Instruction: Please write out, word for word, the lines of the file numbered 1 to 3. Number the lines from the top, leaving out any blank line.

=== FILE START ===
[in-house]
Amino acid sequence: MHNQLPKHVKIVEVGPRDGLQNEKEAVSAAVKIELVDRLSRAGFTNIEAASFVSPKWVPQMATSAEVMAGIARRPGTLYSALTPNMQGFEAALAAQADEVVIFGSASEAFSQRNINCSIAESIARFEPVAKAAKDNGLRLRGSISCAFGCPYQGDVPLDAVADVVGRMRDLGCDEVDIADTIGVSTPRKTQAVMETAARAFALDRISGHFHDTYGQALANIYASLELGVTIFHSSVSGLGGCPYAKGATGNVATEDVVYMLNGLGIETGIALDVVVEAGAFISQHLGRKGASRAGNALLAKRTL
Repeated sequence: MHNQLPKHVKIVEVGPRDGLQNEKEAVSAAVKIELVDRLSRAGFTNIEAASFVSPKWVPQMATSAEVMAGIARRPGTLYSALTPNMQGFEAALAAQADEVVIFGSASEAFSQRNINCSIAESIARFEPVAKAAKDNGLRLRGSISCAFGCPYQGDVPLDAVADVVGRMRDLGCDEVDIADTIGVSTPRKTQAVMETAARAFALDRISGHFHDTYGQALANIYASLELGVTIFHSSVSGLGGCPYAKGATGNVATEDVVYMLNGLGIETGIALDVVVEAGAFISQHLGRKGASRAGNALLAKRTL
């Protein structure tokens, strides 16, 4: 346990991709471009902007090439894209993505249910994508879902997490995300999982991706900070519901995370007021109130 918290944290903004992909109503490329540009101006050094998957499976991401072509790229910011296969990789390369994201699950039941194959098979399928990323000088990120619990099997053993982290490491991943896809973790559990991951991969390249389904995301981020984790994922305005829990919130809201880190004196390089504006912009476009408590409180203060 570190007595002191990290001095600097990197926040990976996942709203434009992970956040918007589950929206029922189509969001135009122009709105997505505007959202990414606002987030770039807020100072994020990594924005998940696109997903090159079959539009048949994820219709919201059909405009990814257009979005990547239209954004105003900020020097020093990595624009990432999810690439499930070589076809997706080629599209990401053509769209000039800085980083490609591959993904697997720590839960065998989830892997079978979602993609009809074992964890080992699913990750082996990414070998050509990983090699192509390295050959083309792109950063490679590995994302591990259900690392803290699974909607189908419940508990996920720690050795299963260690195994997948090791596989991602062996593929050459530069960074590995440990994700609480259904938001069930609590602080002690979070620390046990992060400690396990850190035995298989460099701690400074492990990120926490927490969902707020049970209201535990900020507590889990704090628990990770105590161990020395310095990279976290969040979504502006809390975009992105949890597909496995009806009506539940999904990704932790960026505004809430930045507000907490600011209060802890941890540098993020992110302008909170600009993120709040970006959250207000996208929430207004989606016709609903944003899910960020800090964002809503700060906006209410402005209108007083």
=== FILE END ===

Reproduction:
[in-house]
Amino acid sequence: MHNQLPKHVKIVEVGPRDGLQNEKEAVSAAVKIELVDRLSRAGFTNIEAASFVSPKWVPQMATSAEVMAGIARRPGTLYSALTPNMQGFEAALAAQADEVVIFGSASEAFSQRNINCSIAESIARFEPVAKAAKDNGLRLRGSISCAFGCPYQGDVPLDAVADVVGRMRDLGCDEVDIADTIGVSTPRKTQAVMETAARAFALDRISGHFHDTYGQALANIYASLELGVTIFHSSVSGLGGCPYAKGATGNVATEDVVYMLNGLGIETGIALDVVVEAGAFISQHLGRKGASRAGNALLAKRTL
Repeated sequence: MHNQLPKHVKIVEVGPRDGLQNEKEAVSAAVKIELVDRLSRAGFTNIEAASFVSPKWVPQMATSAEVMAGIARRPGTLYSALTPNMQGFEAALAAQADEVVIFGSASEAFSQRNINCSIAESIARFEPVAKAAKDNGLRLRGSISCAFGCPYQGDVPLDAVADVVGRMRDLGCDEVDIADTIGVSTPRKTQAVMETAARAFALDRISGHFHDTYGQALANIYASLELGVTIFHSSVSGLGGCPYAKGATGNVATEDVVYMLNGLGIETGIALDVVVEAGAFISQHLGRKGASRAGNALLAKRTL